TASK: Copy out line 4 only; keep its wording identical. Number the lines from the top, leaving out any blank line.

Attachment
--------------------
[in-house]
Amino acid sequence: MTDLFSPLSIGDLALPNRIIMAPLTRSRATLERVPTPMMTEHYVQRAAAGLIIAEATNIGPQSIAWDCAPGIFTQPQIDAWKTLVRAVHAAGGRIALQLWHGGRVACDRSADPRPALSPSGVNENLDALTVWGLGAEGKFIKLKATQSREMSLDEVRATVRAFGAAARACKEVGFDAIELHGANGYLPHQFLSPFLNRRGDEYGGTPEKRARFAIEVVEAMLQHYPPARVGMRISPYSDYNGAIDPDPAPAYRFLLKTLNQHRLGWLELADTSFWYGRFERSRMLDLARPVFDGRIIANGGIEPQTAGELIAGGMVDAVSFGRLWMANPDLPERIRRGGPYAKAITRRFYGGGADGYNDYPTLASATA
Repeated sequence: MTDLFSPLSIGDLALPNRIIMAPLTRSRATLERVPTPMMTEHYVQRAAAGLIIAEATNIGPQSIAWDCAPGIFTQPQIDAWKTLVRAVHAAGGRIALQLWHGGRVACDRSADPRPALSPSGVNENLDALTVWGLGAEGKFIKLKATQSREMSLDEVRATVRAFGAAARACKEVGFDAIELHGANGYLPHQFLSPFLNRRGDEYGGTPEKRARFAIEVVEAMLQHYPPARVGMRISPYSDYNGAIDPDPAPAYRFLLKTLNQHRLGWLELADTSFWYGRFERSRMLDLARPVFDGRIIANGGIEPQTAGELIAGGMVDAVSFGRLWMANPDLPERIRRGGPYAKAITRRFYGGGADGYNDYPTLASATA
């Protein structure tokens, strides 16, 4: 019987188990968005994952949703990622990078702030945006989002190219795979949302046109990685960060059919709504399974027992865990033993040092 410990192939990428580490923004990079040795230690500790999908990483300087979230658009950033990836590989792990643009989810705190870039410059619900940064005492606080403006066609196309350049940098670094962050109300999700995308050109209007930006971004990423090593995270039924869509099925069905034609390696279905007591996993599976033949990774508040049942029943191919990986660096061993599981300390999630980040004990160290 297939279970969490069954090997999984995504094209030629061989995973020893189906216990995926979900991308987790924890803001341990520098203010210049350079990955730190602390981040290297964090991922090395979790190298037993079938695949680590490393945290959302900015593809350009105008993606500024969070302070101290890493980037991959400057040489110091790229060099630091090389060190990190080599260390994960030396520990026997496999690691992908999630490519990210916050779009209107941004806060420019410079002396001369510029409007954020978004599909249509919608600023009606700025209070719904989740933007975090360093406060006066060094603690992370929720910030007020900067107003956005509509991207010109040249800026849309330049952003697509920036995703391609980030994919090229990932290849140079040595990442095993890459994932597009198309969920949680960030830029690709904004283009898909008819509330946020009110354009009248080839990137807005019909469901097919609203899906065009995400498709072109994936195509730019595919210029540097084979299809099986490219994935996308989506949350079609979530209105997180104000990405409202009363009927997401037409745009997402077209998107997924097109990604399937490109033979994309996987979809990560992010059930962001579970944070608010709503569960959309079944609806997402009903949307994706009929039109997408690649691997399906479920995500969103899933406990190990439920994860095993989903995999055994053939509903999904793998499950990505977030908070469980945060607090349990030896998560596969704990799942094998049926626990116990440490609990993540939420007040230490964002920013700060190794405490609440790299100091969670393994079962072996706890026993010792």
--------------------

């Protein structure tokens, strides 16, 4: 019987188990968005994952949703990622990078702030945006989002190219795979949302046109990685960060059919709504399974027992865990033993040092 410990192939990428580490923004990079040795230690500790999908990483300087979230658009950033990836590989792990643009989810705190870039410059619900940064005492606080403006066609196309350049940098670094962050109300999700995308050109209007930006971004990423090593995270039924869509099925069905034609390696279905007591996993599976033949990774508040049942029943191919990986660096061993599981300390999630980040004990160290 297939279970969490069954090997999984995504094209030629061989995973020893189906216990995926979900991308987790924890803001341990520098203010210049350079990955730190602390981040290297964090991922090395979790190298037993079938695949680590490393945290959302900015593809350009105008993606500024969070302070101290890493980037991959400057040489110091790229060099630091090389060190990190080599260390994960030396520990026997496999690691992908999630490519990210916050779009209107941004806060420019410079002396001369510029409007954020978004599909249509919608600023009606700025209070719904989740933007975090360093406060006066060094603690992370929720910030007020900067107003956005509509991207010109040249800026849309330049952003697509920036995703391609980030994919090229990932290849140079040595990442095993890459994932597009198309969920949680960030830029690709904004283009898909008819509330946020009110354009009248080839990137807005019909469901097919609203899906065009995400498709072109994936195509730019595919210029540097084979299809099986490219994935996308989506949350079609979530209105997180104000990405409202009363009927997401037409745009997402077209998107997924097109990604399937490109033979994309996987979809990560992010059930962001579970944070608010709503569960959309079944609806997402009903949307994706009929039109997408690649691997399906479920995500969103899933406990190990439920994860095993989903995999055994053939509903999904793998499950990505977030908070469980945060607090349990030896998560596969704990799942094998049926626990116990440490609990993540939420007040230490964002920013700060190794405490609440790299100091969670393994079962072996706890026993010792």